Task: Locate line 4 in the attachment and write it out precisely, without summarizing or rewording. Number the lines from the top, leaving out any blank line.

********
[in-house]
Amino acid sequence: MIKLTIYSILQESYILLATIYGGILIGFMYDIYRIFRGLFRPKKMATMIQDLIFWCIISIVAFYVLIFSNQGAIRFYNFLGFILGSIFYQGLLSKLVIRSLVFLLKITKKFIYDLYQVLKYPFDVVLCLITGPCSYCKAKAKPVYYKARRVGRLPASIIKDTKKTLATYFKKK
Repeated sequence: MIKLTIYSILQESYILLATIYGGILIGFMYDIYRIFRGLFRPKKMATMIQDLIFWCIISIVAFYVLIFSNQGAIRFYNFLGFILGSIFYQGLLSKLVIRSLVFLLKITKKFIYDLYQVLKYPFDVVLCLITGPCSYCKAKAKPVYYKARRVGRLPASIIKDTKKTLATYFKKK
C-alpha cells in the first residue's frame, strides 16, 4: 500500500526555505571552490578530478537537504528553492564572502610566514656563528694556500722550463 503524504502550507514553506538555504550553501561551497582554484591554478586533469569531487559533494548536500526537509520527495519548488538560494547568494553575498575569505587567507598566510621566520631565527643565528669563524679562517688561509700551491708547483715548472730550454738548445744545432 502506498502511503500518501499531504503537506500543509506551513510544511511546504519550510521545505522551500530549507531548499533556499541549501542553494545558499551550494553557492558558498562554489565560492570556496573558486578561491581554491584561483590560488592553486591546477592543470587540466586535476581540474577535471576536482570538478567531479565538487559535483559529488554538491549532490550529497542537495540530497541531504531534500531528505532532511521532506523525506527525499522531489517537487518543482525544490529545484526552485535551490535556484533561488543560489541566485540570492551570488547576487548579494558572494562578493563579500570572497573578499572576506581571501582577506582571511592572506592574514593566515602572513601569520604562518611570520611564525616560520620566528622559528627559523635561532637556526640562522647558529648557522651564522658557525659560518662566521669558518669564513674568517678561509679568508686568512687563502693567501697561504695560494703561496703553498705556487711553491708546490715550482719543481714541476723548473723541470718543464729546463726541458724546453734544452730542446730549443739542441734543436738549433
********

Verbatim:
C-alpha cells in the first residue's frame, strides 16, 4: 500500500526555505571552490578530478537537504528553492564572502610566514656563528694556500722550463 503524504502550507514553506538555504550553501561551497582554484591554478586533469569531487559533494548536500526537509520527495519548488538560494547568494553575498575569505587567507598566510621566520631565527643565528669563524679562517688561509700551491708547483715548472730550454738548445744545432 502506498502511503500518501499531504503537506500543509506551513510544511511546504519550510521545505522551500530549507531548499533556499541549501542553494545558499551550494553557492558558498562554489565560492570556496573558486578561491581554491584561483590560488592553486591546477592543470587540466586535476581540474577535471576536482570538478567531479565538487559535483559529488554538491549532490550529497542537495540530497541531504531534500531528505532532511521532506523525506527525499522531489517537487518543482525544490529545484526552485535551490535556484533561488543560489541566485540570492551570488547576487548579494558572494562578493563579500570572497573578499572576506581571501582577506582571511592572506592574514593566515602572513601569520604562518611570520611564525616560520620566528622559528627559523635561532637556526640562522647558529648557522651564522658557525659560518662566521669558518669564513674568517678561509679568508686568512687563502693567501697561504695560494703561496703553498705556487711553491708546490715550482719543481714541476723548473723541470718543464729546463726541458724546453734544452730542446730549443739542441734543436738549433